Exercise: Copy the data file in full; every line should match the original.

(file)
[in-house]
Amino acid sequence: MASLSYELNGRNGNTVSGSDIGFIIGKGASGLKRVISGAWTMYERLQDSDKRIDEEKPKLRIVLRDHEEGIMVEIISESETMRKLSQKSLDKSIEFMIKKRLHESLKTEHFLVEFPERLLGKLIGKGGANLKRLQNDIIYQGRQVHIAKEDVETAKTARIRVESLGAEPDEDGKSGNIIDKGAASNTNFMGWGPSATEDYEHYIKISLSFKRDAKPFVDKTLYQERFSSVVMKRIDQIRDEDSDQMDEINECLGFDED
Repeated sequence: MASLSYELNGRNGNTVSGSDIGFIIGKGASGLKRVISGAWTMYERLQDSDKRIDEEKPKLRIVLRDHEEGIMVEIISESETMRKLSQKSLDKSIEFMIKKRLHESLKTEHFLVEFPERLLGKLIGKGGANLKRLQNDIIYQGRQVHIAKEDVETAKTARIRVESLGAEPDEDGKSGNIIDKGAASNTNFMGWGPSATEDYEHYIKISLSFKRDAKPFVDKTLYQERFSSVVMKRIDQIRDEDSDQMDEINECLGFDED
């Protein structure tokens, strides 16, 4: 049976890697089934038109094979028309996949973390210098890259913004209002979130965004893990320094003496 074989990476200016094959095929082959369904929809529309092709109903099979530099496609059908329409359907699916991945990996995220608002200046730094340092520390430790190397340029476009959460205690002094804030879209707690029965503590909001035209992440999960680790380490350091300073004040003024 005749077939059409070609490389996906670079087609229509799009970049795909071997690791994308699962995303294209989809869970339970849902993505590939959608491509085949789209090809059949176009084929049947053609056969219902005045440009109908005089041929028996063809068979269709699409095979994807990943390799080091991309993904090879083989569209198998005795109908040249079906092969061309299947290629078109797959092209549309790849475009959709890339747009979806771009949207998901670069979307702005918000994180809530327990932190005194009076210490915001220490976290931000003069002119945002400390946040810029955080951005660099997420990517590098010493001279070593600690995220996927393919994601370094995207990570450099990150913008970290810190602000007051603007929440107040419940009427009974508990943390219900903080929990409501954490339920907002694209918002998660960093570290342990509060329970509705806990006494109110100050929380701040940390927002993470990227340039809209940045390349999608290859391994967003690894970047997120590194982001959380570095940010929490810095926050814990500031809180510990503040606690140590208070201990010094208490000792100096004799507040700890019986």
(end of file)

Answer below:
[in-house]
Amino acid sequence: MASLSYELNGRNGNTVSGSDIGFIIGKGASGLKRVISGAWTMYERLQDSDKRIDEEKPKLRIVLRDHEEGIMVEIISESETMRKLSQKSLDKSIEFMIKKRLHESLKTEHFLVEFPERLLGKLIGKGGANLKRLQNDIIYQGRQVHIAKEDVETAKTARIRVESLGAEPDEDGKSGNIIDKGAASNTNFMGWGPSATEDYEHYIKISLSFKRDAKPFVDKTLYQERFSSVVMKRIDQIRDEDSDQMDEINECLGFDED
Repeated sequence: MASLSYELNGRNGNTVSGSDIGFIIGKGASGLKRVISGAWTMYERLQDSDKRIDEEKPKLRIVLRDHEEGIMVEIISESETMRKLSQKSLDKSIEFMIKKRLHESLKTEHFLVEFPERLLGKLIGKGGANLKRLQNDIIYQGRQVHIAKEDVETAKTARIRVESLGAEPDEDGKSGNIIDKGAASNTNFMGWGPSATEDYEHYIKISLSFKRDAKPFVDKTLYQERFSSVVMKRIDQIRDEDSDQMDEINECLGFDED
């Protein structure tokens, strides 16, 4: 049976890697089934038109094979028309996949973390210098890259913004209002979130965004893990320094003496 074989990476200016094959095929082959369904929809529309092709109903099979530099496609059908329409359907699916991945990996995220608002200046730094340092520390430790190397340029476009959460205690002094804030879209707690029965503590909001035209992440999960680790380490350091300073004040003024 005749077939059409070609490389996906670079087609229509799009970049795909071997690791994308699962995303294209989809869970339970849902993505590939959608491509085949789209090809059949176009084929049947053609056969219902005045440009109908005089041929028996063809068979269709699409095979994807990943390799080091991309993904090879083989569209198998005795109908040249079906092969061309299947290629078109797959092209549309790849475009959709890339747009979806771009949207998901670069979307702005918000994180809530327990932190005194009076210490915001220490976290931000003069002119945002400390946040810029955080951005660099997420990517590098010493001279070593600690995220996927393919994601370094995207990570450099990150913008970290810190602000007051603007929440107040419940009427009974508990943390219900903080929990409501954490339920907002694209918002998660960093570290342990509060329970509705806990006494109110100050929380701040940390927002993470990227340039809209940045390349999608290859391994967003690894970047997120590194982001959380570095940010929490810095926050814990500031809180510990503040606690140590208070201990010094208490000792100096004799507040700890019986």